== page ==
Of course, children weren't the only ones who enjoyed a little lighthearted diversion from their everyday pursuits. The adults, too, often found ignoring their visitors' enticing combination of ignorance and credulity difficult, which may explain how Sagard, unfamiliar with beavers, came to accept a story about the rodent's haulage methods. When building their dens, some Huron wit earnestly informed him, large troops of beavers would lumber deep into the darkest regions of the forest, industriously cut down small trees and gather twigs, then select the eldest or laziest among them, make him lie down on his back, and carefully arrange the selected building materials on his belly. With his paws wrapped securely around his load, the supine beaver would then be hauled - in much the same manner as a sled or a wagon - to the den-building site.

However, the joking went both ways. A story in the Jesuit Relations, the missionaries' reports to their superiors, tells of a Huron man staring into the face of a Frenchman "with the most extraordinary attention and profound silence", exclaiming after considering him a long time, "oh, the bearded man! Oh, how ugly he is!" Aware of the Huron horror of beards, the French tried to convince them that European women, too, had them. It was only after some Huron men happened to encounter Samuel de Champlain's young wife at the Quebec settlement that they understood that they had been made the butt of a joke, and that European women were, in fact, beardless.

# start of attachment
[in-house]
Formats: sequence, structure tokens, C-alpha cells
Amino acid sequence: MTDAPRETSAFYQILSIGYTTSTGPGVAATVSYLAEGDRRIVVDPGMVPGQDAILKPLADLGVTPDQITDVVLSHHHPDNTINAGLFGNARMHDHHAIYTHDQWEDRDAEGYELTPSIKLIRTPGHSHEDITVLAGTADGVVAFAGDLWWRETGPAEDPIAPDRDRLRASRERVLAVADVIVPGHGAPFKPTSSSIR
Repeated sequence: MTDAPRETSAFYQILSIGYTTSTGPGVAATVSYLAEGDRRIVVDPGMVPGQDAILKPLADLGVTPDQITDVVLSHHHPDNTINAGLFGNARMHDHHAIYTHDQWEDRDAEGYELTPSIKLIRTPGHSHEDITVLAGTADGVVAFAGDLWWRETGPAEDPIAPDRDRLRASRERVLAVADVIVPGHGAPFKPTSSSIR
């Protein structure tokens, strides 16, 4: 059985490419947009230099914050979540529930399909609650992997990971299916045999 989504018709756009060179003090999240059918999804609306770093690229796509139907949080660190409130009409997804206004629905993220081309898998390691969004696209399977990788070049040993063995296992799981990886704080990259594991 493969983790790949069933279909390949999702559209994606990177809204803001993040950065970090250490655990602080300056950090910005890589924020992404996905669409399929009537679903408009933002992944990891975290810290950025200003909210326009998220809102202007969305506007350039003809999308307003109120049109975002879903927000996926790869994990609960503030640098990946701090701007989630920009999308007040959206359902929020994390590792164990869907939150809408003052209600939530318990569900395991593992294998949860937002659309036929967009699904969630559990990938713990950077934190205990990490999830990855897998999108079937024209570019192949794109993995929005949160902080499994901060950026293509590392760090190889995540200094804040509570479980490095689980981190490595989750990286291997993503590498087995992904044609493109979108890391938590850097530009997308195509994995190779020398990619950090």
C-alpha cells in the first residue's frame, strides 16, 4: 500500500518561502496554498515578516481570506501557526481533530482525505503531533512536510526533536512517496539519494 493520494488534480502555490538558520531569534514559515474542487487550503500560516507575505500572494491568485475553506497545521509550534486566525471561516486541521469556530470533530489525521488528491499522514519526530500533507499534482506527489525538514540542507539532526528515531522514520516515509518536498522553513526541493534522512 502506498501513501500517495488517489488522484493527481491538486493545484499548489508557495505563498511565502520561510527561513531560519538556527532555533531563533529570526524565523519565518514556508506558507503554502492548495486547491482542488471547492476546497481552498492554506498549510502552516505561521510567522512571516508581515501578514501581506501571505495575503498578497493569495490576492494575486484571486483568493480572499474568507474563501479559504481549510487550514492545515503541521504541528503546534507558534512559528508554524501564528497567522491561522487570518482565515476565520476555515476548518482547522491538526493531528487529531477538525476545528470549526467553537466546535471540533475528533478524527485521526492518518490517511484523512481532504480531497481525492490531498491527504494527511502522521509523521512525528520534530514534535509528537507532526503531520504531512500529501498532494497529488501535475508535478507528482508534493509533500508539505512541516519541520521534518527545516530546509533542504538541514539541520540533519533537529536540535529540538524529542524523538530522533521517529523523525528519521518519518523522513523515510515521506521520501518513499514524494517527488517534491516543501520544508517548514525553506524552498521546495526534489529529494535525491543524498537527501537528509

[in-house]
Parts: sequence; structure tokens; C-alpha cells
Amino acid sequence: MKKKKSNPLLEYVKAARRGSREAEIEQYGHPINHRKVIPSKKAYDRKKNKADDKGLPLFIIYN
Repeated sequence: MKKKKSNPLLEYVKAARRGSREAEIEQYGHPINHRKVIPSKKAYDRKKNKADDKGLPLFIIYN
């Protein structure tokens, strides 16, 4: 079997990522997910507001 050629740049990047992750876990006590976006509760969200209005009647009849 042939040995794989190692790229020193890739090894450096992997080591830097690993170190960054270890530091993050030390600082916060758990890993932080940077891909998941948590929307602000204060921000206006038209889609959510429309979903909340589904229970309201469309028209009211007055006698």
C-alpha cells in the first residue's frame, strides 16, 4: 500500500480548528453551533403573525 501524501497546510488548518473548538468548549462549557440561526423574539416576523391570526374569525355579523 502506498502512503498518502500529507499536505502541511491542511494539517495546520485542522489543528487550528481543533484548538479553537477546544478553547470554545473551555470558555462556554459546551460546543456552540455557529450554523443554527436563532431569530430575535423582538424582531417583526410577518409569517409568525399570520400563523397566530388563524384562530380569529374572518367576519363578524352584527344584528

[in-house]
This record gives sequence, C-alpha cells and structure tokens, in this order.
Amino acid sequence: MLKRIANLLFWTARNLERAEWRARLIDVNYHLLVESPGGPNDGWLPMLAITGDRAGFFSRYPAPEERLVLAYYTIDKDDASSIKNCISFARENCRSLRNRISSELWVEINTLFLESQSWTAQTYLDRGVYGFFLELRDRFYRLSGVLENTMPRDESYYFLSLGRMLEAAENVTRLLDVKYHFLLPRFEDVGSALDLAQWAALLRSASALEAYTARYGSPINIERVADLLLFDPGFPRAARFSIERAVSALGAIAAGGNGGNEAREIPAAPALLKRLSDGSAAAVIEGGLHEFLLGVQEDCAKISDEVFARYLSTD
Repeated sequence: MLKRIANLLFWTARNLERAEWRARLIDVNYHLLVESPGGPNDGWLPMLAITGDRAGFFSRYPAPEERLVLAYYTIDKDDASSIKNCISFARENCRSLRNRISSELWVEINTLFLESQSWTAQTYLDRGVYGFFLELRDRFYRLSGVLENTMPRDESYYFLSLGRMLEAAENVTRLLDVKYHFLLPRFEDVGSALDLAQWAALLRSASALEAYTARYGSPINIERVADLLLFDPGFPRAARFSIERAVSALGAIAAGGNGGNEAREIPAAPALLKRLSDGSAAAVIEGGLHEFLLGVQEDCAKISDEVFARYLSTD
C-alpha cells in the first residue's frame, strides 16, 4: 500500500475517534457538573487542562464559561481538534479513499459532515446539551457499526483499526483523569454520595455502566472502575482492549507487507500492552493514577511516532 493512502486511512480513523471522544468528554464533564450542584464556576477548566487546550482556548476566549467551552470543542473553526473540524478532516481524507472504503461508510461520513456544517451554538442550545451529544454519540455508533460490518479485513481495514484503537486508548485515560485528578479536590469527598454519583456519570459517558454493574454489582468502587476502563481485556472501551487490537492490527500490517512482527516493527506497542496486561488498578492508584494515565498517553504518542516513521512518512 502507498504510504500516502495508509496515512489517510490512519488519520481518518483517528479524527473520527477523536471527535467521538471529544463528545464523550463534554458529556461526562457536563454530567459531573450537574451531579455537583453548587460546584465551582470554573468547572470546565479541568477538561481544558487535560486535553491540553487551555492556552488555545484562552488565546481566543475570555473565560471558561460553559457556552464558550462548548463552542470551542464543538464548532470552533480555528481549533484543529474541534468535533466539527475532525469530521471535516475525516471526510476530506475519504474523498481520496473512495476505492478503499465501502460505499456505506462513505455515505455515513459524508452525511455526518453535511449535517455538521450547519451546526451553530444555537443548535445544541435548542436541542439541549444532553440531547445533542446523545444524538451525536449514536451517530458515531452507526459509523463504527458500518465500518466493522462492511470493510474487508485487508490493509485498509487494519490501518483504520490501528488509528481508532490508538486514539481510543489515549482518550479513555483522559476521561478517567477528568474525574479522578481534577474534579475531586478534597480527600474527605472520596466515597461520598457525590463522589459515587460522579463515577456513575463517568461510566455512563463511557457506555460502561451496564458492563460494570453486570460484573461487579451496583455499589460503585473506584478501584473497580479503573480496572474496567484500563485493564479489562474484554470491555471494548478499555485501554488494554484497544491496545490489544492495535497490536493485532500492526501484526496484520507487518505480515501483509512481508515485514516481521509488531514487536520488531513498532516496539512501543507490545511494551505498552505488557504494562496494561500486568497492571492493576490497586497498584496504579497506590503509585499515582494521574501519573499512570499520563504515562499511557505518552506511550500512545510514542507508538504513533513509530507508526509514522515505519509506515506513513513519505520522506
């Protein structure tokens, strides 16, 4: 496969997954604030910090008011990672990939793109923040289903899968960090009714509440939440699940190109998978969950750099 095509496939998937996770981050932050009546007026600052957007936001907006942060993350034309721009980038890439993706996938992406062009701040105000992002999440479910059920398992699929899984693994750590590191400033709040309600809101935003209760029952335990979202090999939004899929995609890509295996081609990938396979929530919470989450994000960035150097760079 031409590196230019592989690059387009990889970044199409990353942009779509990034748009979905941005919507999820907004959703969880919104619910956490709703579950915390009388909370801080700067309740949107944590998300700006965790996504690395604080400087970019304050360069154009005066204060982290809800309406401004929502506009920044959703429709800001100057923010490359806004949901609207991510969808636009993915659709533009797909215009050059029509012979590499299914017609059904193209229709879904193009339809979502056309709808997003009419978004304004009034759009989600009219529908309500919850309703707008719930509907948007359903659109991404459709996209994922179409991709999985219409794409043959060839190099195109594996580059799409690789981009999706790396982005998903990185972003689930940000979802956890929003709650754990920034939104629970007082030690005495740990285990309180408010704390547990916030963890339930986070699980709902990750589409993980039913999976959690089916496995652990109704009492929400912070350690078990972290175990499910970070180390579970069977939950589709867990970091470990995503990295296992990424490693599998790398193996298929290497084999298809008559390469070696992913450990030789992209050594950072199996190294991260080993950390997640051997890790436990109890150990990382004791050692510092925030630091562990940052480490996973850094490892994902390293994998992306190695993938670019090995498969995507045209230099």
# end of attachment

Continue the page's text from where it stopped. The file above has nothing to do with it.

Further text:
For centuries prior to Columbus's momentous 1492 voyage, Europeans had indulged their taste for the exotic through an imaginative body of travel literature. In works such as the Travels of Sir John Mandeville and Pliny's Natural History, readers were told of races of supposed subhumans inhabiting the earth's remotest regions, characterized by such physical deformities as multiple eyes, no head, or backwards feet. Because of this, Europeans who jouneyed to the Americas fully expected to encounter monsters and were more than a little surprised when they did not. Almost all of their surviving journals and reports, in fact, include astonished references to the striking beauty of the people that they did encounter. At least one reference specifically indicated that they looked "quite human". These beautiful people, in turn, quickly assessed the situation and made good use of it. In the Caribbean, Columbus was told of one-eyed, dog-headed cannibals. One the St. Lawrence River, Jacques Cartier was subjected to tales of races of people lacking anuses or with only one leg. Europeans across the hemisphere were on the receiving end of many a very tall tale.